In movies like Office Christmas Party, character is not a thing that evolves, technical craft is an afterthought, and premise and plot are utterly incidental. It’s individual moments that matter. And if those individual moments work – if they’re frequent enough, and quotable, and demonstrate that the performers are operating in service of the material (and not the other way around) – even a generic raunchy comedy with a flimsy plot and obsequious point of view can be great.
The paper-thin plot that strings together this particular flick’s plethora of individual moments involves two siblings fighting over the fate of a tech firm branch and its two-hundred employees. The elder sister played by Jennifer Aniston wants, for no plausible reason, to shut it down. The younger brother, a fuck-up with the heart of gold who of course is played by T.J. Miller, wants to keep it open. And somewhere in the middle of it all is poor Jason Bateman, repurposing his Michael Bluth straight-man routine for the umpteenth time.
So, yeah, the employees have to throw a wild party to win a big account to stay in business and get their bonuses and of course everything goes hilariously wrong—sex, drugs, and shenanigans ensue. But, like I said, premise and plot don’t matter. Where much of the comedy comes from, in this case, isn’t the context or subversion of expectations, but rather from the expansive cast of characters, whose two-dimensionality is put to good use.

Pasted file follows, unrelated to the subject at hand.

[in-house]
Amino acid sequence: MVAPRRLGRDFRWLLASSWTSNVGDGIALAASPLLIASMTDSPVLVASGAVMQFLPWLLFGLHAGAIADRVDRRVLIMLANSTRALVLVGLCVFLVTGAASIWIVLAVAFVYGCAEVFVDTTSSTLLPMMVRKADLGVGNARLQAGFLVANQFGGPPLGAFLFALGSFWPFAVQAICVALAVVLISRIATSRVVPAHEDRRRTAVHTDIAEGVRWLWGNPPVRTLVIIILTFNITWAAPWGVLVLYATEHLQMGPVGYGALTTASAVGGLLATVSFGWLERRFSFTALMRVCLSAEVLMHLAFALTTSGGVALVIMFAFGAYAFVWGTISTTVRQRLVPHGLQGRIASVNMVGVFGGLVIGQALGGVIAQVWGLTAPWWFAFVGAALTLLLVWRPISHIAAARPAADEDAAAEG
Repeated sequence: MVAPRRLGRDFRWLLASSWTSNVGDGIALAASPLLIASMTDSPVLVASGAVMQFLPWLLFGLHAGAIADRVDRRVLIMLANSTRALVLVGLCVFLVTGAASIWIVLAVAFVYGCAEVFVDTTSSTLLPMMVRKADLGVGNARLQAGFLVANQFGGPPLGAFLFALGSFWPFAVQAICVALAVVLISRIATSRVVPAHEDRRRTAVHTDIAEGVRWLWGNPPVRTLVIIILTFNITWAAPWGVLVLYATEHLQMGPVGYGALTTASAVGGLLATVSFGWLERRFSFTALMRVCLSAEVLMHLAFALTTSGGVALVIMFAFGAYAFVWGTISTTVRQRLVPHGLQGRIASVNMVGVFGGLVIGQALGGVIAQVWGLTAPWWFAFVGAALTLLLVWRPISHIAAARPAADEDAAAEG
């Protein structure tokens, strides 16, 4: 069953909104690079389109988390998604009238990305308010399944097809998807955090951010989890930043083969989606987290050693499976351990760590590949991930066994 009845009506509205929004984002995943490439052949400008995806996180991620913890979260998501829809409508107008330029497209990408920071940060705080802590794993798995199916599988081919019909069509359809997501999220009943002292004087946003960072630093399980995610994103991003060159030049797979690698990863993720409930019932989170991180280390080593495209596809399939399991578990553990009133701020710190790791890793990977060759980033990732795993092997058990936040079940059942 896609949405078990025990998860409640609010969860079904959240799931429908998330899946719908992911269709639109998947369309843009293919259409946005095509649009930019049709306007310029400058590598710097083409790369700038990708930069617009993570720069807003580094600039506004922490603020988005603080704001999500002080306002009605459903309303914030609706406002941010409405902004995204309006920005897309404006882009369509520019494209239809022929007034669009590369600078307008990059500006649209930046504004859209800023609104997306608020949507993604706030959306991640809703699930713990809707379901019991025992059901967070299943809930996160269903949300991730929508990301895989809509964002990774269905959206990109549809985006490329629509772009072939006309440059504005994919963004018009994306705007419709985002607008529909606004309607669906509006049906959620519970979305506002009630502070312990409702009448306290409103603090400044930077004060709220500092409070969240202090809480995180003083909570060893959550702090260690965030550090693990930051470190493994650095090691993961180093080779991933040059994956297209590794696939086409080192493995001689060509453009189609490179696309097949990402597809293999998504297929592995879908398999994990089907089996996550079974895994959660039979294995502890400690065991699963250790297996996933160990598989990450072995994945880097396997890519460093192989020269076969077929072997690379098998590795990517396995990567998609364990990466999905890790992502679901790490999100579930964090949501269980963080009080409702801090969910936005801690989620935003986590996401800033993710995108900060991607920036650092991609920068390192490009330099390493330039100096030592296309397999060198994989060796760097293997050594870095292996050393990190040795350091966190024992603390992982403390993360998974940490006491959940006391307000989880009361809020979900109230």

Those characters are brought to life by an all-star team of comedians and actors who, it seems, were each apportioned a small share of screen-time and simply instructed to do what they do best. The result is uneven, tonally inconsistent, but pretty entertaining.
Just like she does each week on Saturday Night Live, Kate McKinnon demonstrates a sort of razor-sharp theatrical competence that steals every single scene (after only a couple seasons on SNL, she has already become one of my all-time favorite performers). Jillian Bell does the same honour-student-gone-bad routine that she did in 22 Jump Street, but does it so well that it still feels somehow surprising. Courtney B. Vance even shows up as the big fish client, and goes from zero to eleven with such total commitment that it feels like this might be one of those inflection-point roles that earns him regular gigs with Adam McKay or Judd Apatow.
And then there’s you.
Your scene is short. And you’re only really delivering one joke. But it’s a good joke, and expertly delivered. In a film built on individual moments, it might be the best of the bunch. As the chatty Uber driver who can’t quite reconcile Jennifer Aniston’s name with her face, your presence was truly unexpected. A little jolt of comedic caffeine, just when the film needs it.
Does Office Christmas Party have enough of these moments to be great? Not quite. But you and the rest of the cast did your best to tip the scales, and, for a flick like this, seeing that effort can be enough to win over a crowd.